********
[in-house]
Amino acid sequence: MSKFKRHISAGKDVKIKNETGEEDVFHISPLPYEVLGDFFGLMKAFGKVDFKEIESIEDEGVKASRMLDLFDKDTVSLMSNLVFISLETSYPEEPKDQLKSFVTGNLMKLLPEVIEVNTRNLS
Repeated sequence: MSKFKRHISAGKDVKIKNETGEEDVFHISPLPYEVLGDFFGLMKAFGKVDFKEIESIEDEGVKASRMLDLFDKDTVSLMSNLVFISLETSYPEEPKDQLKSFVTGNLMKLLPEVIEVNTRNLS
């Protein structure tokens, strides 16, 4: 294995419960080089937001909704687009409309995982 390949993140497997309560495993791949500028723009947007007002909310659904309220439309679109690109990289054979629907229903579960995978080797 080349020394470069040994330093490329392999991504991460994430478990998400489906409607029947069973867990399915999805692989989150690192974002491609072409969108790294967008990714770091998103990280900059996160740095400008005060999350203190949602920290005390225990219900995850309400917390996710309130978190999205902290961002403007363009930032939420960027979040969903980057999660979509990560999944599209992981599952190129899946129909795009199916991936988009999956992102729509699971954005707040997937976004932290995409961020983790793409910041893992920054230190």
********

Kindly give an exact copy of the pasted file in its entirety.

[in-house]
Amino acid sequence: MSKFKRHISAGKDVKIKNETGEEDVFHISPLPYEVLGDFFGLMKAFGKVDFKEIESIEDEGVKASRMLDLFDKDTVSLMSNLVFISLETSYPEEPKDQLKSFVTGNLMKLLPEVIEVNTRNLS
Repeated sequence: MSKFKRHISAGKDVKIKNETGEEDVFHISPLPYEVLGDFFGLMKAFGKVDFKEIESIEDEGVKASRMLDLFDKDTVSLMSNLVFISLETSYPEEPKDQLKSFVTGNLMKLLPEVIEVNTRNLS
């Protein structure tokens, strides 16, 4: 294995419960080089937001909704687009409309995982 390949993140497997309560495993791949500028723009947007007002909310659904309220439309679109690109990289054979629907229903579960995978080797 080349020394470069040994330093490329392999991504991460994430478990998400489906409607029947069973867990399915999805692989989150690192974002491609072409969108790294967008990714770091998103990280900059996160740095400008005060999350203190949602920290005390225990219900995850309400917390996710309130978190999205902290961002403007363009930032939420960027979040969903980057999660979509990560999944599209992981599952190129899946129909795009199916991936988009999956992102729509699971954005707040997937976004932290995409961020983790793409910041893992920054230190």